The electric vehicle (EV) wars appear to be heating up. Just under two months since Tesla’s annual Battery Day, a day on which the world’s leading EV maker announced new technology they say could make their cars cheaper, a California startup says it has a better battery. Recently released performance data seems to back up their claims.
The company, known as QuantumScape, says their battery offers more range and can be recharged in half the time. Whether or not this is true remains to be seen. However, the company has attracted significant investments from well-known entrepreneurs. Indeed, Bill Gates and Volkswagen AG have both put money into the company.
Next-Gen Tesla Batteries
The biggest challenge of building a viable and affordable EV is dealing with the battery issue. Lithium-ion is the preferred technology among companies like Tesla, explains Utah-based Pale Blue Earth, because of its comparatively fast charging times and high energy density. Yet lithium-ion batteries are not yet everything EV makers need them to be.
Tesla has been at the leading edge of lithium-ion battery development for some time now. This past September (2020), they promised a next generation of EV batteries that would offer 54% more range yet cost 56% less. Tesla also says that the batteries will be upwards of 69% less costly to manufacture – at least in terms of building new factories and scaling up manufacturing capabilities.
Range and price are the two big factors to consumers. People want EVs that can go as far on a single charge as a gasoline-powered vehicle on a tank of gas. Furthermore, they do not want to spend a small fortune. Expecting the average consumer to pay $35,000 or more for a family car is not realistic. That means Tesla needs batteries that are cheaper to build but with more range.
The company that now appears to be Tesla’s biggest competitor has built a solid-state battery that they believe is a better choice for EVs. Their battery uses only half the electrolyte gel found in the typical lithium-ion battery. But because it is solid-state, there are no flammable liquids. This is one of the things that makes solid-state batteries safer.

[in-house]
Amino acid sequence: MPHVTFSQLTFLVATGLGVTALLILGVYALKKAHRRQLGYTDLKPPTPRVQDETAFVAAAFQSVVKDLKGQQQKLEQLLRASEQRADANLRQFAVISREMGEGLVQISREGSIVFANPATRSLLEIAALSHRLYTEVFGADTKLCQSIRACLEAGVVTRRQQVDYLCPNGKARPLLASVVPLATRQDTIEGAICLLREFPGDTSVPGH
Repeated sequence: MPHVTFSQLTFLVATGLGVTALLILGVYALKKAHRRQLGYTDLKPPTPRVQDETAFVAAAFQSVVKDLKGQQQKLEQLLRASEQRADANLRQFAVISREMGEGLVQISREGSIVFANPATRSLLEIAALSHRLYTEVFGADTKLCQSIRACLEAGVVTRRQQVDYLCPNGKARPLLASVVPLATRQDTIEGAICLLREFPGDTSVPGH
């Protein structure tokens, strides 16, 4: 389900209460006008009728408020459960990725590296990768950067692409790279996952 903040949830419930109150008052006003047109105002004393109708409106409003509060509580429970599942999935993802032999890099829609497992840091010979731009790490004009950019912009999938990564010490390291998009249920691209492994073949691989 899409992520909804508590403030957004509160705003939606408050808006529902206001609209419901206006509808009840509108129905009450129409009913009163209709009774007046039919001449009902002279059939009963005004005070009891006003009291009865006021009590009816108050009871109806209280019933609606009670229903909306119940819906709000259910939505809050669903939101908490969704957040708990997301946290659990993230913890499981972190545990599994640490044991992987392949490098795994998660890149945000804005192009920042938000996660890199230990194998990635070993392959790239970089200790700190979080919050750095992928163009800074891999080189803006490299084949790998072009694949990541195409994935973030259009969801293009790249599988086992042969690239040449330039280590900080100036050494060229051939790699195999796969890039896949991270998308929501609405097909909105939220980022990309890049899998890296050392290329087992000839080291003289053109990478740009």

How does the QuantumScape battery compare in terms of consumer need? For starters, the company says their batteries increase range by 50%. If a Tesla battery pack can give you 300 miles, a comparable QuantumScape should give you 450.
QuantumScape’s solid-state batteries are theoretically less expensive to manufacture as well. But that has not been proven. In fact, this could be QuantumScape’s Achilles’ heel. They have not yet demonstrated the ability to mass-produce their batteries at a reasonable cost.
The Charging Question
An important part of the equation that must be talked about is charging. A typical Tesla battery pack takes about 30 minutes to reach 80% charge. QuantumScape says their batteries and reach 80% in 15 minutes. At some point, the industry has to settle on a technology standard so that the world can build a charging infrastructure similar to current fueling stations. As for the number of charging cycles, QuantumScape says their battery can be recharged up to 800 times without serious degradation.
It would seem that Tesla now has some serious competition for the EV battery market. The company has some serious money behind them, too. Will they match Tesla in terms of mass production capabilities? No one really knows. Tesla has another advantage in that its cars are actually on the roads. We know what their batteries will do in both the laboratory and the real world. QuantumScape isn’t there yet.